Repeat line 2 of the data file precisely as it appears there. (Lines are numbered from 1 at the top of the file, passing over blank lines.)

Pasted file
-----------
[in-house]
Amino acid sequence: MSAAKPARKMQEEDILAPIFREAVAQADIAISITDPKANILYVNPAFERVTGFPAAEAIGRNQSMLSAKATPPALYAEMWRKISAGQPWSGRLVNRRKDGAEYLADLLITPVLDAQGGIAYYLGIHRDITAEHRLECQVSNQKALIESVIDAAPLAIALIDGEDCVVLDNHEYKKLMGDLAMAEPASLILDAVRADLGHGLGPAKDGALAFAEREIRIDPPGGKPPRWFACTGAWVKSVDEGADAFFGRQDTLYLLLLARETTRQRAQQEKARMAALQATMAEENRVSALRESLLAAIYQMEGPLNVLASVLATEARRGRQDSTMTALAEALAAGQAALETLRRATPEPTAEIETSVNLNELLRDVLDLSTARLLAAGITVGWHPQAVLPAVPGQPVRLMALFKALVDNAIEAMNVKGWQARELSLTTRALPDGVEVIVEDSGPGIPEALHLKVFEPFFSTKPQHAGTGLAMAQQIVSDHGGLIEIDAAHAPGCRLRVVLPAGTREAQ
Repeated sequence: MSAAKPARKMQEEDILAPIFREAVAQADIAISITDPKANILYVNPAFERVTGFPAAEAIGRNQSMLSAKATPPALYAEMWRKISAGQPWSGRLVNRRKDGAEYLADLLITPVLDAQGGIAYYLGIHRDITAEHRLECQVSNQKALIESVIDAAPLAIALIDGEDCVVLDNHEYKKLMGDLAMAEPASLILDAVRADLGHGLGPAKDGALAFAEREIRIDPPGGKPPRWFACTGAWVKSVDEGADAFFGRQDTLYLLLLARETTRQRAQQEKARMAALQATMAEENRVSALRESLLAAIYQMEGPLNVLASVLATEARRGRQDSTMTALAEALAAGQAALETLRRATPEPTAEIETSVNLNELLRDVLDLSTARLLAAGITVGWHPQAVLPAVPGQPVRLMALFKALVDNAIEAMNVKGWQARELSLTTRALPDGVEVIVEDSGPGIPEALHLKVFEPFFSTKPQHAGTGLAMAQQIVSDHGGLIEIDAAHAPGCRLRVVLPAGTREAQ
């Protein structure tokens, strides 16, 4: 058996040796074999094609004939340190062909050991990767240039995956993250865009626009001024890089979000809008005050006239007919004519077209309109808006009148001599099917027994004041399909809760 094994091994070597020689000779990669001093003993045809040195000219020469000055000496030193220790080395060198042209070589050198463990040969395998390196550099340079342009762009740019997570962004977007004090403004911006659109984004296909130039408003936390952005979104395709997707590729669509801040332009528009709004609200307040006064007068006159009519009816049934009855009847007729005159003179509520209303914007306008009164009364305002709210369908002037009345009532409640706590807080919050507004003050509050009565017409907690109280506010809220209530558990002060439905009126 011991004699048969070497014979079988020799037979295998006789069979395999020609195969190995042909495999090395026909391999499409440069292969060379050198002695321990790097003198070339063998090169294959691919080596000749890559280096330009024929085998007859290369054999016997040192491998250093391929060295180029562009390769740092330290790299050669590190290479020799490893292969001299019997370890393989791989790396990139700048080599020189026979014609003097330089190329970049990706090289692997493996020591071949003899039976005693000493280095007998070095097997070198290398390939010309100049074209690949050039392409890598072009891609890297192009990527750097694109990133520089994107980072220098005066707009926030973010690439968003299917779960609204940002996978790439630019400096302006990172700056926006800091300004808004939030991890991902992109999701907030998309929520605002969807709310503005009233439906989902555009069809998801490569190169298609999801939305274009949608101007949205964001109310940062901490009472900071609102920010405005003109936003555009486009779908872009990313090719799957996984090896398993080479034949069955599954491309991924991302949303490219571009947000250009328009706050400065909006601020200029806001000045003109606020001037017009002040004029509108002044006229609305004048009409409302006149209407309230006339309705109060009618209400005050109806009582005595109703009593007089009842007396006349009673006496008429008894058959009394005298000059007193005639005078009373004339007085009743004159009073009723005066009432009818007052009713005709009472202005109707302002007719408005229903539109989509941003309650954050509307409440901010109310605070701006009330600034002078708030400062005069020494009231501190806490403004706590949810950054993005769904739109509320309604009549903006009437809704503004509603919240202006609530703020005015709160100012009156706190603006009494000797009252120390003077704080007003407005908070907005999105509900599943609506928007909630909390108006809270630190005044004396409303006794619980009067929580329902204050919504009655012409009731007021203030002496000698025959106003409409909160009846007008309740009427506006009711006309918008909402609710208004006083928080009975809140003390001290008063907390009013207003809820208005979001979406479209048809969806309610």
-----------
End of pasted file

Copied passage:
Amino acid sequence: MSAAKPARKMQEEDILAPIFREAVAQADIAISITDPKANILYVNPAFERVTGFPAAEAIGRNQSMLSAKATPPALYAEMWRKISAGQPWSGRLVNRRKDGAEYLADLLITPVLDAQGGIAYYLGIHRDITAEHRLECQVSNQKALIESVIDAAPLAIALIDGEDCVVLDNHEYKKLMGDLAMAEPASLILDAVRADLGHGLGPAKDGALAFAEREIRIDPPGGKPPRWFACTGAWVKSVDEGADAFFGRQDTLYLLLLARETTRQRAQQEKARMAALQATMAEENRVSALRESLLAAIYQMEGPLNVLASVLATEARRGRQDSTMTALAEALAAGQAALETLRRATPEPTAEIETSVNLNELLRDVLDLSTARLLAAGITVGWHPQAVLPAVPGQPVRLMALFKALVDNAIEAMNVKGWQARELSLTTRALPDGVEVIVEDSGPGIPEALHLKVFEPFFSTKPQHAGTGLAMAQQIVSDHGGLIEIDAAHAPGCRLRVVLPAGTREAQ